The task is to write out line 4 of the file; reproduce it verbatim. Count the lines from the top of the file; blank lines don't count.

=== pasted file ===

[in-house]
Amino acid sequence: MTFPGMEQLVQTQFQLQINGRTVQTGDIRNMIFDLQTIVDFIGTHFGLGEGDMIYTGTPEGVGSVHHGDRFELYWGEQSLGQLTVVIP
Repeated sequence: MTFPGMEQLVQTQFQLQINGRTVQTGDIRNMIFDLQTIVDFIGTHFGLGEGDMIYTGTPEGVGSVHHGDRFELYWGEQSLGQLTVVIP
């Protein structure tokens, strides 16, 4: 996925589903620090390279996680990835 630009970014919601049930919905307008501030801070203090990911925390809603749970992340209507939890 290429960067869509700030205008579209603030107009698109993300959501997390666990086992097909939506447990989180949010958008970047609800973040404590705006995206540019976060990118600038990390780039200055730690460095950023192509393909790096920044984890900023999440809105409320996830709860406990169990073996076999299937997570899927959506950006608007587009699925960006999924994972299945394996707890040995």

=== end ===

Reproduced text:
């Protein structure tokens, strides 16, 4: 996925589903620090390279996680990835 630009970014919601049930919905307008501030801070203090990911925390809603749970992340209507939890 290429960067869509700030205008579209603030107009698109993300959501997390666990086992097909939506447990989180949010958008970047609800973040404590705006995206540019976060990118600038990390780039200055730690460095950023192509393909790096920044984890900023999440809105409320996830709860406990169990073996076999299937997570899927959506950006608007587009699925960006999924994972299945394996707890040995």